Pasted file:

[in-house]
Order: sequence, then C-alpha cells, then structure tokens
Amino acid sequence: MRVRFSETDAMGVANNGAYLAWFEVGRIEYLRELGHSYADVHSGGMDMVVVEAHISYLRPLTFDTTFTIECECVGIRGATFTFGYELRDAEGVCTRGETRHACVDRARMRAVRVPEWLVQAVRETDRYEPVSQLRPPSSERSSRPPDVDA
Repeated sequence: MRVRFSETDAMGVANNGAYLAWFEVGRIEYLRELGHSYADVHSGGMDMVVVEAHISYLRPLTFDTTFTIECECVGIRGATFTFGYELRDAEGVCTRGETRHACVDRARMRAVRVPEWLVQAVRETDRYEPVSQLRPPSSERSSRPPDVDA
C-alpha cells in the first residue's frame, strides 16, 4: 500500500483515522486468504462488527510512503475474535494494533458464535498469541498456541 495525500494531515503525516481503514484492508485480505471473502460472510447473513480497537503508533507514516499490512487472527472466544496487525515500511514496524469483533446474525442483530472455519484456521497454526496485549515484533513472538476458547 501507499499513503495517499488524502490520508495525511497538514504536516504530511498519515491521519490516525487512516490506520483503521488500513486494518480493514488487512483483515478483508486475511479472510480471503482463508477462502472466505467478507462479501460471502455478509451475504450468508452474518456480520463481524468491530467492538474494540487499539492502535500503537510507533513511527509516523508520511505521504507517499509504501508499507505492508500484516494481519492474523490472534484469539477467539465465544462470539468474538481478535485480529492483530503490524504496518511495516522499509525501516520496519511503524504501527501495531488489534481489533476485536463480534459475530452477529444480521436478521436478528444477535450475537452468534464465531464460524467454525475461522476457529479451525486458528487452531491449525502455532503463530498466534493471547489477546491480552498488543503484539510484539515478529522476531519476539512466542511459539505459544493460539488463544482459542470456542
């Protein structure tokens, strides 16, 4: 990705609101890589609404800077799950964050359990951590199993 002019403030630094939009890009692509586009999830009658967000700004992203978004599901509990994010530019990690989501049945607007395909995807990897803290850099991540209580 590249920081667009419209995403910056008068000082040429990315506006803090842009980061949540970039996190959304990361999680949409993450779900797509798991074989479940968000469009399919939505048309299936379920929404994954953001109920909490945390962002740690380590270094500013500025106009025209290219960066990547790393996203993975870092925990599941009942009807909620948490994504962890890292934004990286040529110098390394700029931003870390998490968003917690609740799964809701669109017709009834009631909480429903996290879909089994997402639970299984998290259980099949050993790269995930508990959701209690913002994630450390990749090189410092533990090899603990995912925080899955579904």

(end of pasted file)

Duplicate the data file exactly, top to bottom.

[in-house]
Order: sequence, then C-alpha cells, then structure tokens
Amino acid sequence: MRVRFSETDAMGVANNGAYLAWFEVGRIEYLRELGHSYADVHSGGMDMVVVEAHISYLRPLTFDTTFTIECECVGIRGATFTFGYELRDAEGVCTRGETRHACVDRARMRAVRVPEWLVQAVRETDRYEPVSQLRPPSSERSSRPPDVDA
Repeated sequence: MRVRFSETDAMGVANNGAYLAWFEVGRIEYLRELGHSYADVHSGGMDMVVVEAHISYLRPLTFDTTFTIECECVGIRGATFTFGYELRDAEGVCTRGETRHACVDRARMRAVRVPEWLVQAVRETDRYEPVSQLRPPSSERSSRPPDVDA
C-alpha cells in the first residue's frame, strides 16, 4: 500500500483515522486468504462488527510512503475474535494494533458464535498469541498456541 495525500494531515503525516481503514484492508485480505471473502460472510447473513480497537503508533507514516499490512487472527472466544496487525515500511514496524469483533446474525442483530472455519484456521497454526496485549515484533513472538476458547 501507499499513503495517499488524502490520508495525511497538514504536516504530511498519515491521519490516525487512516490506520483503521488500513486494518480493514488487512483483515478483508486475511479472510480471503482463508477462502472466505467478507462479501460471502455478509451475504450468508452474518456480520463481524468491530467492538474494540487499539492502535500503537510507533513511527509516523508520511505521504507517499509504501508499507505492508500484516494481519492474523490472534484469539477467539465465544462470539468474538481478535485480529492483530503490524504496518511495516522499509525501516520496519511503524504501527501495531488489534481489533476485536463480534459475530452477529444480521436478521436478528444477535450475537452468534464465531464460524467454525475461522476457529479451525486458528487452531491449525502455532503463530498466534493471547489477546491480552498488543503484539510484539515478529522476531519476539512466542511459539505459544493460539488463544482459542470456542
């Protein structure tokens, strides 16, 4: 990705609101890589609404800077799950964050359990951590199993 002019403030630094939009890009692509586009999830009658967000700004992203978004599901509990994010530019990690989501049945607007395909995807990897803290850099991540209580 590249920081667009419209995403910056008068000082040429990315506006803090842009980061949540970039996190959304990361999680949409993450779900797509798991074989479940968000469009399919939505048309299936379920929404994954953001109920909490945390962002740690380590270094500013500025106009025209290219960066990547790393996203993975870092925990599941009942009807909620948490994504962890890292934004990286040529110098390394700029931003870390998490968003917690609740799964809701669109017709009834009631909480429903996290879909089994997402639970299984998290259980099949050993790269995930508990959701209690913002994630450390990749090189410092533990090899603990995912925080899955579904």